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Indonesia president proposes reinstating COVID-era bad-debt credit policy

Minister Airlangga Hartarto said President Joko Widodo's proposal was intended to put liquidity into the banking system and counter the impact of investors repatriating funds from Indonesia.
Last Updated : 24 June 2024, 09:36 IST

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Jakarta: Indonesia's President has proposed reinstating a COVID-era policy that relaxed credit rules on bad debts for banks as way to sustain liquidity amid capital outflows, the country's chief economic minister said after a cabinet meeting on Monday.

Minister Airlangga Hartarto said President Joko Widodo's proposal was intended to put liquidity into the banking system and counter the impact of investors repatriating funds from Indonesia.

"This will reduce banks' obligation to cover losses," he said adding the proposal will be given to the Financial Services Authority (OJK) as the regulator.

The rupiah has fallen to four-year lows against the dollar due to a shifting outlook for U.S. monetary policy and investor concerns about the incoming Indonesian government's fiscal stance.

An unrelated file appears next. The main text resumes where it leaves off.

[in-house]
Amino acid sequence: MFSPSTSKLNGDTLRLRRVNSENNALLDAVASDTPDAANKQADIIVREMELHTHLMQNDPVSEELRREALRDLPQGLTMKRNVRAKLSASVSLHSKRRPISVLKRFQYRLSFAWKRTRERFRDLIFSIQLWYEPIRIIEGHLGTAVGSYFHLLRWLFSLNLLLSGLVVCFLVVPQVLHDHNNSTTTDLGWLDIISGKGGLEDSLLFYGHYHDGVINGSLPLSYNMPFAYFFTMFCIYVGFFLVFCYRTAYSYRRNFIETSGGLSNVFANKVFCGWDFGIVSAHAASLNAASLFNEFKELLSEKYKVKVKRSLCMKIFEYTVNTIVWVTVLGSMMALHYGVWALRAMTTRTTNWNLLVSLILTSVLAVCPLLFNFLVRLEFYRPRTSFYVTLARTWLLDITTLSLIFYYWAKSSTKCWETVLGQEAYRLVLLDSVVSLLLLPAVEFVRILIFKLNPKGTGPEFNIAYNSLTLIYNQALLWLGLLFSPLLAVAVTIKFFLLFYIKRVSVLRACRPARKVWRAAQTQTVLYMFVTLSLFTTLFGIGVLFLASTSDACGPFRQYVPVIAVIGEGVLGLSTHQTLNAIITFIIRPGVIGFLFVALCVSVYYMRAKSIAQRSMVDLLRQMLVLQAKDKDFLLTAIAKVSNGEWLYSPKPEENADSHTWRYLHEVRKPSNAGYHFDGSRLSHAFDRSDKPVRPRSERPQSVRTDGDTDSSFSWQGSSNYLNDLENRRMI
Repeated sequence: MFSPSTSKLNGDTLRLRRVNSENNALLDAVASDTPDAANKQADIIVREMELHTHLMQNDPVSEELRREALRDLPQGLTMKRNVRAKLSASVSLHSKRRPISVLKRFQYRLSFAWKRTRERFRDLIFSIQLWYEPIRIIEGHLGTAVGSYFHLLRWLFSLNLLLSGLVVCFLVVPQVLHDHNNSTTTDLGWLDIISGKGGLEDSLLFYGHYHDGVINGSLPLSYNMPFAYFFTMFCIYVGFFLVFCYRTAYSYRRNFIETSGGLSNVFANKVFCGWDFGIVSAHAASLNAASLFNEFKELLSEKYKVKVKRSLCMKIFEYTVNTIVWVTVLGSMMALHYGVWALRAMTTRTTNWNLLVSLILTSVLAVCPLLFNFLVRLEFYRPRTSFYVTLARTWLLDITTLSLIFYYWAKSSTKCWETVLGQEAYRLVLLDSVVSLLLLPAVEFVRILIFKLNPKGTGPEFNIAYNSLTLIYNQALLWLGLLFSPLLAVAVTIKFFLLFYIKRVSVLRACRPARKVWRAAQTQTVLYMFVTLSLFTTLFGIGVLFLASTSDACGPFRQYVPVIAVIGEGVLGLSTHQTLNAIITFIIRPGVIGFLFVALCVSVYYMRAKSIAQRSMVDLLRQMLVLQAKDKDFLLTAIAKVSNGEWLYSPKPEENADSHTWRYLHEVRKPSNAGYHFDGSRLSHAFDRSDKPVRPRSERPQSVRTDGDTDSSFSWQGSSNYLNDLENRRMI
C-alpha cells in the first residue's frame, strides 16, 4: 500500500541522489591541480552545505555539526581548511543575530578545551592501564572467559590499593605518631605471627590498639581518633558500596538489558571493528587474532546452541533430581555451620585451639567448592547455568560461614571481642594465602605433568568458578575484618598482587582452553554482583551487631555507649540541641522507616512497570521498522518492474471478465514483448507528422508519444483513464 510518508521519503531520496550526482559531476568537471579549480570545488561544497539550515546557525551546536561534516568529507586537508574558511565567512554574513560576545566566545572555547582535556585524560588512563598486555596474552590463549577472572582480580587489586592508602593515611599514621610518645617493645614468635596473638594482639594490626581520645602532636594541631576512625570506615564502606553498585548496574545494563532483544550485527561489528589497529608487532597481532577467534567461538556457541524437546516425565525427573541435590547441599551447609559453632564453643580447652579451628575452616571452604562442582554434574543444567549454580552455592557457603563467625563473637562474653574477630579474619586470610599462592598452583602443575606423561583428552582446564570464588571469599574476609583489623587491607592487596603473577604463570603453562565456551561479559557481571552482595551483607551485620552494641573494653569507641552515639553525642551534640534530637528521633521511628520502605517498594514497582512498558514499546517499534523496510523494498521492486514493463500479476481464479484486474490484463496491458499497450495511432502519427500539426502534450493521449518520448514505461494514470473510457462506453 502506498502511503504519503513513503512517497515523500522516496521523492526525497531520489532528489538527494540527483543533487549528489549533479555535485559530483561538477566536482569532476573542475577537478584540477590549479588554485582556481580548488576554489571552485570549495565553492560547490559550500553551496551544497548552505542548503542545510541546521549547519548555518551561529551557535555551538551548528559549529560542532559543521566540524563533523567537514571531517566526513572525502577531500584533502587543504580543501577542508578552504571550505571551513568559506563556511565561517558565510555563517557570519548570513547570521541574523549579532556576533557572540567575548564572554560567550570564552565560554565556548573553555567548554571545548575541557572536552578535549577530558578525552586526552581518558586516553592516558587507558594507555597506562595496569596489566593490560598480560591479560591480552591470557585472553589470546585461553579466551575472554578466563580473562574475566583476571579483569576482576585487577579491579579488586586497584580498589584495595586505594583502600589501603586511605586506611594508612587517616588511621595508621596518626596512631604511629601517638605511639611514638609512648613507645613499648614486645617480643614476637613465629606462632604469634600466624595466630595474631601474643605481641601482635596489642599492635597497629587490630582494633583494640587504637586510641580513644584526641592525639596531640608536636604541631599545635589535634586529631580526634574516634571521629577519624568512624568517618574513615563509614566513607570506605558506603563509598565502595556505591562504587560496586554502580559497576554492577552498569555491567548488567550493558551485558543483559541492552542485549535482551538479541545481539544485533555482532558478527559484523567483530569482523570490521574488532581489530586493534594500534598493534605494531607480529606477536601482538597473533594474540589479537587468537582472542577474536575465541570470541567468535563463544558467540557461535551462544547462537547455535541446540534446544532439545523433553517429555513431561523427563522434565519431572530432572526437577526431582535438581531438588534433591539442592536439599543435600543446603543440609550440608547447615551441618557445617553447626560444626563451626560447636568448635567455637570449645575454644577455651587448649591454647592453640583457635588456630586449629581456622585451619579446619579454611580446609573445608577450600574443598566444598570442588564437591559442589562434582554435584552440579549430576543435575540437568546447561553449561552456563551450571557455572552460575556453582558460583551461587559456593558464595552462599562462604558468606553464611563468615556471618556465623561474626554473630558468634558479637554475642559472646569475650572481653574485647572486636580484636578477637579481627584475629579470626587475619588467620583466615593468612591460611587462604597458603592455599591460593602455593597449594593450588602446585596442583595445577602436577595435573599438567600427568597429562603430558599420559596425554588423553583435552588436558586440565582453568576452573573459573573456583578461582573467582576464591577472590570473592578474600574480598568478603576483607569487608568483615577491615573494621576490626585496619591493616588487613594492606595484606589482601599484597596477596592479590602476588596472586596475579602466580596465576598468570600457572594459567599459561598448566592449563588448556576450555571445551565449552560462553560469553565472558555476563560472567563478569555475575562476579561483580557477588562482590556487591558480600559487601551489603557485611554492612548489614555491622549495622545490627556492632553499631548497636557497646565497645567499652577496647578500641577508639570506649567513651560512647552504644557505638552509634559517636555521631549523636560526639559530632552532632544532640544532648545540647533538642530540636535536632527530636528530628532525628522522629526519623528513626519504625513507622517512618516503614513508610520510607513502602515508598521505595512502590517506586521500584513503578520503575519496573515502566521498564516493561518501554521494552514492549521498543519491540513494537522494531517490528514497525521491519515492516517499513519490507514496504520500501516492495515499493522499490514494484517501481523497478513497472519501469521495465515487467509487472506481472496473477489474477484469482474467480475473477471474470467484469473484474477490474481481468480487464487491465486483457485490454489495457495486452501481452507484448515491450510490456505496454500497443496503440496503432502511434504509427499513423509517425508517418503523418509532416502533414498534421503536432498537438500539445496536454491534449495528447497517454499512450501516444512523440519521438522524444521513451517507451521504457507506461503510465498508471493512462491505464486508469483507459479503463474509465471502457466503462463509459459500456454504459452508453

The credit policy allowed banks to avoid making provisions for souring loans during the coronavirus pandemic. The relaxation had ended in March 2024 after being extended several times.

The amount of restructured loans has gone down significantly to 228 trillion rupiah ($13.91 billion) in March from 830 trillion rupiah in October 2020.

The ratio of gross non-performing loans (NPL) for banking sector slightly increased to 2.33% at end-April compared to the previous month at 2.25%, according to data from OJK. ($1 = 16,390.0000 rupiah).

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Published 24 June 2024, 09:36 IST

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